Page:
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Sean Estes, Deseret News
Randy Burton as physician assistant Danele Cebrowski discusses the NSS-2 BRIDGE in Salt Lake City on Monday, March 12, 2018. The device fits behind an addict's ear as they go through withdrawal. Burton, who has tried to kick his heroin addiction more than a dozen times over the last decade, said really made a difference. Within minutes of putting it on, he was already feeling better. Within 30 minutes, he said the withdrawal symptoms were all gone. Cebrowski was skeptical at first but now says the device is amazing.

SALT LAKE CITY — Freedom from opioid and heroin addiction can be hard to achieve, but a groundbreaking device could help addicts get off those drugs without all the pain and agony of withdrawal symptoms.

It's called the NSS-2 BRIDGE. It fits behind the addict's ear as they go through withdrawal. According to a physician assistant at Odyssey House, the device has already helped 10 opioid addicts, despite a lot of initial skepticism.

Randy Burton, a former Utah heroin addict, was the first person in Utah to try the device.

“I’ve used pretty much every substance I could get my hands on,” Burton said. He said he got hooked on OxyContin about a decade ago, which led to heroin use. “That societal anxiety was really subsided by the drug use.”

The device, which costs $595, fits behind the ear and sends electrical impulses to the brain and branches of nerves. It has been cleared by the FDA to use to reduce the symptoms of painful opioid withdrawals.

Burton tried to kick his heroin addiction more than a dozen times over the last decade, but he could never make it through the shakes, nausea, chills and anxiety of withdrawals.

“Not being able to think about literally anything else but trying to get high,” he said.

A physician assistant with Odyssey House, a substance use treatment provider, first put the BRIDGE on him two months ago. After the device was placed behind his ear and it started giving electrical impulses, his heart rate dropped within minutes.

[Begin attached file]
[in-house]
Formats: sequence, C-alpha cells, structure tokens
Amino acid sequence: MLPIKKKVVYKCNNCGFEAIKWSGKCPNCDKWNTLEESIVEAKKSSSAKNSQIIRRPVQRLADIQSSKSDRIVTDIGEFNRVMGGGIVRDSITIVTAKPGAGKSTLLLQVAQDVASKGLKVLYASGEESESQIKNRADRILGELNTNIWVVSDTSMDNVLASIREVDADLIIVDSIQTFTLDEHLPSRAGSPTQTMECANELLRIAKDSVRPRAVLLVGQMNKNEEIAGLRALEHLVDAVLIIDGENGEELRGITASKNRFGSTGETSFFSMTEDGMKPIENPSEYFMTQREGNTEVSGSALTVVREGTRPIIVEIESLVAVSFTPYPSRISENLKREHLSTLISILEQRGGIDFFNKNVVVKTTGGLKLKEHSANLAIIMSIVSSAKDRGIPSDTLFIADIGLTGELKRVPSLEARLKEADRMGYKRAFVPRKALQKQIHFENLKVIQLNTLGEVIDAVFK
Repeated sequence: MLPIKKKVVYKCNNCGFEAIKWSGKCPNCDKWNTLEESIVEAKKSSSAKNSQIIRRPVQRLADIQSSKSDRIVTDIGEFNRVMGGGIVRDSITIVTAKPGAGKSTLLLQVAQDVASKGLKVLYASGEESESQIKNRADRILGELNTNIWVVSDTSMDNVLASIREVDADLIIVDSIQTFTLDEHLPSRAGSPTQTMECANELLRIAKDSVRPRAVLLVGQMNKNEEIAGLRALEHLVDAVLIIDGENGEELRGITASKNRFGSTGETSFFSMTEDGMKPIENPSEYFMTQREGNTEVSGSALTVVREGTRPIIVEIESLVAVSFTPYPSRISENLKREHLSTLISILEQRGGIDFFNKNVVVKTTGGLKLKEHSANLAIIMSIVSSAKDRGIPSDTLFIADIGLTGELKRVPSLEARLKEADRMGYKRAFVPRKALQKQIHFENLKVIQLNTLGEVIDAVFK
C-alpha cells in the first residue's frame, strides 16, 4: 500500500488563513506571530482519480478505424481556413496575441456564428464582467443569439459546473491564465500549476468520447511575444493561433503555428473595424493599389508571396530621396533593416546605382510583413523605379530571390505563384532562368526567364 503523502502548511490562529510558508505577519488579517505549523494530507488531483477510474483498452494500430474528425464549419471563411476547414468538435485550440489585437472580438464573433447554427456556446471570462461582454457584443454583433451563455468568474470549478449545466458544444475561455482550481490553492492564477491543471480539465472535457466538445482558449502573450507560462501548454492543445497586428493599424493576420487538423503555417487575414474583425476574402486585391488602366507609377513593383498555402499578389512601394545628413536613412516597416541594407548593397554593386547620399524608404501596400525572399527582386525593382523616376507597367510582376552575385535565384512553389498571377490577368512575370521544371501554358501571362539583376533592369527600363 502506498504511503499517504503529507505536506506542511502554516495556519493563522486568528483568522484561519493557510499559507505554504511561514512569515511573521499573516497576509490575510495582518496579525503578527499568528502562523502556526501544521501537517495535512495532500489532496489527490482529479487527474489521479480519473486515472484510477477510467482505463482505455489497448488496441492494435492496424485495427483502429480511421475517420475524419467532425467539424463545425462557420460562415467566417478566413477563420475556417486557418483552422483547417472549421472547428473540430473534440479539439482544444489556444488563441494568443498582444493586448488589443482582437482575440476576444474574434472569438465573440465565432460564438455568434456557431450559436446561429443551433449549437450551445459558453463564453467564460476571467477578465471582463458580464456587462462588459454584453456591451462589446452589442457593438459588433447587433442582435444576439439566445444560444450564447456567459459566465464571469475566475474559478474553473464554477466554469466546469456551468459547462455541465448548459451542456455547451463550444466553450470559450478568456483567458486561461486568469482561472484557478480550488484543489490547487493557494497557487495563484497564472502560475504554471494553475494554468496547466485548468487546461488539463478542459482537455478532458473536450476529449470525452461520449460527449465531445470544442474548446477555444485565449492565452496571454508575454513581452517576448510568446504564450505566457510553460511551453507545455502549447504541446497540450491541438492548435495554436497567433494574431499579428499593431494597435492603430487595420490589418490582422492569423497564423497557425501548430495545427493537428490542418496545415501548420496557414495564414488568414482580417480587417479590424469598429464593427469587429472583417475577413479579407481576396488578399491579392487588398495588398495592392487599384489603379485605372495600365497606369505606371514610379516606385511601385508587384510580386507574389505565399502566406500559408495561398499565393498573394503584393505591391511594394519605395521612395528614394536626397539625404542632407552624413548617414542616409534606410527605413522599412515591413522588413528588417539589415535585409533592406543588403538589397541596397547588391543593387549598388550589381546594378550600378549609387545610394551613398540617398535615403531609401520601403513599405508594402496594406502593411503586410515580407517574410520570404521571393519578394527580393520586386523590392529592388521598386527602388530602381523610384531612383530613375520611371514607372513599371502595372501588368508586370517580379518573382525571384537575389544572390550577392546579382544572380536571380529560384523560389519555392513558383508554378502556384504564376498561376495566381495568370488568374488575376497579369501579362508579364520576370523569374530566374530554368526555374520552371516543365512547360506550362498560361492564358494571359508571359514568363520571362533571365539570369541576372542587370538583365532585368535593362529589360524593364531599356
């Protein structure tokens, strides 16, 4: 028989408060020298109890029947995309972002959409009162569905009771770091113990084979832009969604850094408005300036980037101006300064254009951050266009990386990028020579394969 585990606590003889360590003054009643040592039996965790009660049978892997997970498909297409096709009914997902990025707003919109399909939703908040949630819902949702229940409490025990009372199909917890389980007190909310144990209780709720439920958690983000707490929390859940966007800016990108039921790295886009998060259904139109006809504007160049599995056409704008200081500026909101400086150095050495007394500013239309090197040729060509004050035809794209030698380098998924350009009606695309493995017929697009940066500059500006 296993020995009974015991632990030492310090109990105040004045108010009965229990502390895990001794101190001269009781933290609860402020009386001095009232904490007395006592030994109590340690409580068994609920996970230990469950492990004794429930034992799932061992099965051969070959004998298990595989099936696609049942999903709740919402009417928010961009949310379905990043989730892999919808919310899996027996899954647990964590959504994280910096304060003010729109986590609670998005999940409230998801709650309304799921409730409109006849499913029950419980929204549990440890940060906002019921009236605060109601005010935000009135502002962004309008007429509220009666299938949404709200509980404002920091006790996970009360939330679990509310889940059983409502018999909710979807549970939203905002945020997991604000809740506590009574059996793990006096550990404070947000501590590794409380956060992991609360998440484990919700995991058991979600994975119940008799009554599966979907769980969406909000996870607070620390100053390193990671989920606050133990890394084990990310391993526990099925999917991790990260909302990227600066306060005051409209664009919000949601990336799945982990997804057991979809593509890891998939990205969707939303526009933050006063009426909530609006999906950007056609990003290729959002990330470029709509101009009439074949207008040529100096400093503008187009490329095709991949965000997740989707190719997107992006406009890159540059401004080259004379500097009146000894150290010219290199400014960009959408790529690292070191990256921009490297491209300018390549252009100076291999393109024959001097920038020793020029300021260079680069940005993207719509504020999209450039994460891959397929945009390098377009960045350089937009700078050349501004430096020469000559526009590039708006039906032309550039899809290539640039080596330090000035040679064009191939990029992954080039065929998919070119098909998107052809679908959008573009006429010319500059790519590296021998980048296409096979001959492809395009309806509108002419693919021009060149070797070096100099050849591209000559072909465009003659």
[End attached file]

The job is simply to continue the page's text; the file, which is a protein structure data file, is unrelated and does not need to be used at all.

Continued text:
“I was in full-blown withdrawals,” Burton said. “They put it on. Within 30 minutes, I wasn’t detoxing at all. I had no feeling of anxiety.”

While all of his physical symptoms from the withdrawal were gone within 30 minutes, the drugs had not cleared his system. But, he said, he didn’t feel like using drugs.

“It was a night-and-day difference with how I felt,” Burton said. “I was ready to get sober once they put this on.”

Within an hour, symptoms of the withdrawals were gone.

“Bridges that gap from being hopeless and homeless, and really desperate for anything to being able to actually wake up and show up for my life,” Burton said.

Burton said the severity of withdrawal keeps the majority of addicts from trying to get clean in the first place. Worn for five days, the BRIDGE helps addicts through the physical pain so they can start the emotional and mental work of recovery. Right now, he’s focusing on long-term sobriety and rebuilding important relationships.

Physician assistant Danele Cebrowski said she was skeptical at first, but “with every bridge that I’ve placed, I’m no longer a skeptic. It’s amazing.”

She said typical opioid or heroin withdrawals last several days to a week; symptoms include excruciating pain, nausea, chills and sweating. Some require hospitalization.

With this device, patients notice anxiety relief in the first 30 seconds.

“They are done with their detox,” Cebrowski said. “They’re not sitting screaming in a bed, holding their guts, having diarrhea, having vomiting.”

She said the reason people relapse is because they cannot endure the agony of the withdrawal.

“Getting through withdrawal is the hardest initial part,” she said. “It’s what keeps my patients back from staying sober to completing sobriety programs.

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While it does not eliminate the risk of a relapse, it helps the patient get started on immediate sobriety so they can have hope for long-term sobriety.

“With this, the patient can be comfortable. It’s not physical agony and torture for them,” Cebrowski said.

She thinks products like this will become standard in helping opioid and heroin addicts go through withdrawals across the country.

But there is a downside. It doesn’t help with other substances that individuals may be addicted to.

Contributing: Viviane Vo-Duc